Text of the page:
Ric Roman Waugh is a stuntman turned writer/director.  He came up in the industry through iconic bits of ass-kickery like They Live, Lethal Weapon 2, Tango & Cash, and Total Recall. More recently, he’s helmed several lo-fi brawlers that pack as much dramatic weight as they do a strong right hook. Felon, Snitch, and Shot Caller are all worthy of your attention, delivering mean-tempered protagonists out to prove themselves against even more wretched antagonists. Waugh knows how to pump a pulse from his audience by connecting to their animalistic need for justice. He brings all of that righteous fury to Angel Has Fallen.

Accused of attempting to assassinate the Commander in Chief (Morgan Freeman, enjoying his presidential upgrade from put-upon Secretary of State in London Has Fallen) via a murder of drones, Banning hits the road in a desperate search for his one-armed man. What works for The Fugitive should surely work for him, right?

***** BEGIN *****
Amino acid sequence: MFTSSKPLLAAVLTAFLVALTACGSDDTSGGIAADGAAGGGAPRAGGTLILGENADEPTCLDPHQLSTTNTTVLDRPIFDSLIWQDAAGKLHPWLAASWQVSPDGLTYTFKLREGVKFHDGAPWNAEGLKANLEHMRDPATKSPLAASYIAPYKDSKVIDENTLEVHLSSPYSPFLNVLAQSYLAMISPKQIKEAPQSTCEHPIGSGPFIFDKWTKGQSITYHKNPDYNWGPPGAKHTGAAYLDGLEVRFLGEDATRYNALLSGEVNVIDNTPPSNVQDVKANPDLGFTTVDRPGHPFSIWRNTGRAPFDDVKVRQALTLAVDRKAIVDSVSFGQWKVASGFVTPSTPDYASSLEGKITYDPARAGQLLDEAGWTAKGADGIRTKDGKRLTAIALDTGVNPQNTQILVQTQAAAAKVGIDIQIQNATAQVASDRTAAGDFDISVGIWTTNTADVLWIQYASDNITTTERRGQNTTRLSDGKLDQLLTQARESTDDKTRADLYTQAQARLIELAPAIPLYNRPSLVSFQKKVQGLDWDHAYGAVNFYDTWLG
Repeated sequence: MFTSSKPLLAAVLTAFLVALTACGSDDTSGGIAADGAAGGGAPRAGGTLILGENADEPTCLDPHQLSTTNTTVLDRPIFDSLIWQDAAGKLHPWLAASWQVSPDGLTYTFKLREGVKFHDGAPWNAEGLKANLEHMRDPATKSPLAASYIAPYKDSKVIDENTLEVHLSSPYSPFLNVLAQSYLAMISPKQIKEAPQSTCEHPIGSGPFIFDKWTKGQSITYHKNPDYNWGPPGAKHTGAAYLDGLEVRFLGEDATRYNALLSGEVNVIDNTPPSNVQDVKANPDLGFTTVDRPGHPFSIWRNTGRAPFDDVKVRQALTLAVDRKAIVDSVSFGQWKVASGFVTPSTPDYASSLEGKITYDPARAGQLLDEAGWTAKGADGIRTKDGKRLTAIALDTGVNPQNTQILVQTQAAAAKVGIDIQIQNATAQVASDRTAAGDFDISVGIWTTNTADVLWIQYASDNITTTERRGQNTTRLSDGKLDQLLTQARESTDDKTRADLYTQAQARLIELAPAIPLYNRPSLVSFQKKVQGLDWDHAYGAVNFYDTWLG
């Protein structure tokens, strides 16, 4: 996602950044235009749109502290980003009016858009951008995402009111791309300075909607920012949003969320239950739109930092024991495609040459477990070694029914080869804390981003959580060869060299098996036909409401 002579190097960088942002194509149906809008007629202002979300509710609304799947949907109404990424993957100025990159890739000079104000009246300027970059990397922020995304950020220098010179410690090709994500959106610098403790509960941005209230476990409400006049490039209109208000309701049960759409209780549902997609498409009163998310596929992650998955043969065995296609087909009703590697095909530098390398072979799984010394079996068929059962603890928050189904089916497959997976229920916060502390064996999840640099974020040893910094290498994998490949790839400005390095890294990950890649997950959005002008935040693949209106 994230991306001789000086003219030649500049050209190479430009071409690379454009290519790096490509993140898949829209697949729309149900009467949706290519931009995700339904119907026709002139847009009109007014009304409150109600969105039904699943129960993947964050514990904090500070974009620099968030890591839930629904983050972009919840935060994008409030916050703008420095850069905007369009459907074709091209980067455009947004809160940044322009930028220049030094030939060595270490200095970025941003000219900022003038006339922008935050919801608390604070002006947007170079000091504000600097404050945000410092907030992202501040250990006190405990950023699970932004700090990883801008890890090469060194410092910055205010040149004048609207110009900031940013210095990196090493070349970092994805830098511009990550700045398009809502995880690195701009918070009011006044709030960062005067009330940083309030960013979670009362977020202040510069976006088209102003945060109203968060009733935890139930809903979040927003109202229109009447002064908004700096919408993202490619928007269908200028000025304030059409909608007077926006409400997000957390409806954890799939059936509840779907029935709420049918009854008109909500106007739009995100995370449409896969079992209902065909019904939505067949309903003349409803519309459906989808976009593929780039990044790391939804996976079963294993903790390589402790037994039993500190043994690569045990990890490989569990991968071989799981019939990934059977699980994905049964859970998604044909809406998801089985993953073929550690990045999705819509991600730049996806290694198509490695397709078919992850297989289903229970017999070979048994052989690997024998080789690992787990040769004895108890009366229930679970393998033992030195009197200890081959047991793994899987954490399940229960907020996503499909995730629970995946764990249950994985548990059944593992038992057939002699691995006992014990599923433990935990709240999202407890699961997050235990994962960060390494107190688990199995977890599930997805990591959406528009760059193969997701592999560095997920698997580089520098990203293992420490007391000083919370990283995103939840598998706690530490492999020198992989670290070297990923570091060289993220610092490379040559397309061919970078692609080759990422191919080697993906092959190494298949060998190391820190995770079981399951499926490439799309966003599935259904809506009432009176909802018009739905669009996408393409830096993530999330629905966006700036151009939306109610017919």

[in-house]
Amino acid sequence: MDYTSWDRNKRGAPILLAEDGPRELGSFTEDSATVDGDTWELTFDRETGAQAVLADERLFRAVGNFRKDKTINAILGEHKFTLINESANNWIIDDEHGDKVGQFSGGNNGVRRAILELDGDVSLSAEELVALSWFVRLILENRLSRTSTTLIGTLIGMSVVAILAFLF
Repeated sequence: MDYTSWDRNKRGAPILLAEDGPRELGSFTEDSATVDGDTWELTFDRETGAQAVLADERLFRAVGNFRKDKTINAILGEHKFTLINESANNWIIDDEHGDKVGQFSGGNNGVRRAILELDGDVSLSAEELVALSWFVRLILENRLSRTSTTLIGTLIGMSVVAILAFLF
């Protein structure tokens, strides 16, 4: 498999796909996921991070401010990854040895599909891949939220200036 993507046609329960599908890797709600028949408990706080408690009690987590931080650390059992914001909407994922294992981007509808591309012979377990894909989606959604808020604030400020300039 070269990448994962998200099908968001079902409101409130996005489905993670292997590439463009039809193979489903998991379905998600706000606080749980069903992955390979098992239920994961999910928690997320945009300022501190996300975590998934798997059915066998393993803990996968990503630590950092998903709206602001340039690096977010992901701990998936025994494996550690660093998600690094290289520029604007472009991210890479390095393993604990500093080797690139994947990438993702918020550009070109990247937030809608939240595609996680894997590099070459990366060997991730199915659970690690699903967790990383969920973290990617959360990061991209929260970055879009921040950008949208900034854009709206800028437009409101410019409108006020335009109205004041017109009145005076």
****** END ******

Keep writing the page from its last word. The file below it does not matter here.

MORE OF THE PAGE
As is quickly revealed, Jennings orchestrated the ordeal because his corporate black ops unit was not receiving enough government contracts. He plans to frame Banning by falsifying his partnership with dastardly Russians and inserting his Vice President puppet (Tim Blake Nelson) into the Oval Office, where he can write a blank check for mercenaries. The USA doesn’t need hippy-dippy peacenik presidents. America demands badasses.

Don’t worry, though, the red, white, and blue gets a double dose of caveman heroism. With both the FBI and a nearly endless stream of rent-a-goons on his tail, Banning runs to the only man who could ever match his rage and savage machismo: dear old Dad (Nick Nolte). Papa Banning came back from Vietnam with a shattered soul and a broken mind. He left his son and wife when the child was wee and took up life as a militant backwoodsman who would rather store armaments than make room for report cards on the fridge.

Nolte and Butler are a damn delight on screen. Can one out-gruff the other? I’m not sure, but they sure as hell try. They grumble and growl and spit disgust with gusto. Behind every verbal barb, the actors manage to pack a little hurt. You know the drill. They can’t hug, so they beat up on each other until the real baddies penetrate the compound perimeter.